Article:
The afternoon city tour was the reason for our mixed feelings; the weather was cloudy and so meant the two highlights of the tour, the visit to the Christ the Redeemer statue and Sugarloaf were a complete waste of time as views were none existent. Generally the tour felt somewhat hurried, no opportunity to eat or use the toilets on a 6 hour tour and here is an interesting bohemian area but given no time to browse the shops, and the guide not the best although we were amused by three Argentinean girls on holiday in Rio for 2 weeks and determined to have a good time regardless. They had us in stitches and called everyone by the country they originated from i.e. hey English, Columbia etc.
Particularly the visit to sugarloaf was frustrating as it was clear it was going to be a non event from the bottom but the guide insisted it was part of the tour so might as well go. We found out later that the rest of the group with a different guide were offered the option of a $50 Real refund (the tour cost $150) instead. Quite irritating to pay $100 between us to watch rain drip off an awning and adding a good hour and half to an afternoon we should just have written off as one of those things. The trip up the opposite mountain to photograph Sugarloaf at sunset was cancelled……………..
The main cathedral is a hideous concrete pyramid from the outside a more interesting space inside, I swear inspired by Paddy’s Wigwam (Catholic Cathedral) in Liverpool which opened 10 years earlier.
The highlight of the day was to the Selaron steps, a flight of steps decorated in ceramic mosaics and tiles by a Chilean artist, Jorge Selaron, over many years. Actually the artist had been murdered the previous week following a dispute with a partner (over money) killer stabbed him and then doused him with petrol on his sofa. Still at large……
Still to put things in perspective the tour of Rio is the first significant disappointment in 2 months so I guess you just have to take the rough with the smooth. We will just have to come back for the World Cup and/or Olympics!
Next day we left for Ouro Preto, a stunning colonial town and the source of the movement that led to independence from Portugal. Enroute we stopped in Petrópolis to visit the Imperial Museum in the former summer palace of Don Pedro II another example of how the other half lived and a fascinating insight into life for the privileged at that time. One quirk of Brazilian museums is that you aren’t allowed to take any photographs so don’t have any to show you of interiors. Sorry.
Originally a gold town the Portuguese crown squeezed the taxes from Ouro Preto to the point of revolution believing that the poor returns were the result of conspiracy to defraud the crown rather than the depleted reserves.
An inspired decision in the 1930’s to preserve Ouro Preto has made it the world heritage site it is today with a fine collection of buildings including 23 churches with stunning carvings and painted decoration. Whatever your views on religion you have to admire the art.:-)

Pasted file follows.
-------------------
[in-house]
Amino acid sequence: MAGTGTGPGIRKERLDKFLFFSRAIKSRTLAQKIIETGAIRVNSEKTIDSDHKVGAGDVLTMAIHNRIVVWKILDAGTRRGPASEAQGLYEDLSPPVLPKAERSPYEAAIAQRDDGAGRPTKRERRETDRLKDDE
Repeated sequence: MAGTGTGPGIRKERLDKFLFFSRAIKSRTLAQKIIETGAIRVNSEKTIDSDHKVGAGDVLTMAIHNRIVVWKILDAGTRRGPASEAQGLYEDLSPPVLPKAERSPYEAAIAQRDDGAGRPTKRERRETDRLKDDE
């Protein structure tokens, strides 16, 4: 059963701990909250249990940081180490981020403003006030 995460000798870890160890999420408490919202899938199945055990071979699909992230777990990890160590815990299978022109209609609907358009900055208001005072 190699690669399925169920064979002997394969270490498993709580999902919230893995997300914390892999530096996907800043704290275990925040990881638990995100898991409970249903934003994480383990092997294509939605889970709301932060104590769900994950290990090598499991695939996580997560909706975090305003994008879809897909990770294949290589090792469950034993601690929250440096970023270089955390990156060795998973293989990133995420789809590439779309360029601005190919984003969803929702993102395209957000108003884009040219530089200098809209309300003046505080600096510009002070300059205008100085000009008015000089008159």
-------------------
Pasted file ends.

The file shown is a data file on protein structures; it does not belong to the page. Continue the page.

Did I mention the poor weather followed us from Rio and we spent the day in a complete deluge (2007 Gloucester floods deluge), the only advantage it was warm rain. We spent the morning having a brief look around the town and gaining disapproving looks from the staff in the coffee shop we dripped all over. Then we spent a fascinating two hours in the “Museum of Conspiracy” learning all about the heroes of the independence movement and their battle with the Portuguese crown.
We then spent a couple of hours looking at the finest of the church buildings, stunned at the carvings and decoration. A damp night in the tent and everyone desperate to dry out washing as dry clothes now at a premium, particularly for those who had a wet time at Paraty.
We then had a long two day haul north to Porto Seguro, for some beach time, ahead of the madness that is Carnival in Salvador. Nothing but sunshine greeted us and the rain and clouds of Rio rapidly forgotten.
Camp site at Porto Seguro was awesome with a pool, outside sofa’s and a beautiful sandy beach across the road. We spent an interesting couple of hours at lunch in a beach bar enjoying the banter of the beach sellers and just people watching (including bikini quality control for Steve). We bought toasted cheese on sticks, toasted to order on a portable bbq, which were delicious. Shared a lunch with some of the group and then headed back to camp for a swim in the pool, poolside relaxing and a truck barbeque that evening.
Change of plan for Mon / Tues as Odyssey need to access bank to pay for carnival tickets so have moved to another beach campsite at Olivencia just outside Ilheus instead of planned Intunas. Got up early to see the sunrise at 5am and won the tripod competition with Tony. A leisurely couple of hours in town to do a few errands and then back for lunch and an afternoon stroll watching the beach fishermen. Beach BBQ planned for tonight.
Francois made up our own fruit and rum punch which went down a treat at the post bbq beach bonfire, even the 10 minute downpour didn’t dampen spirits, another great day.
Next blog post will be regarding Carnival…….timing will be connectivity dependent!.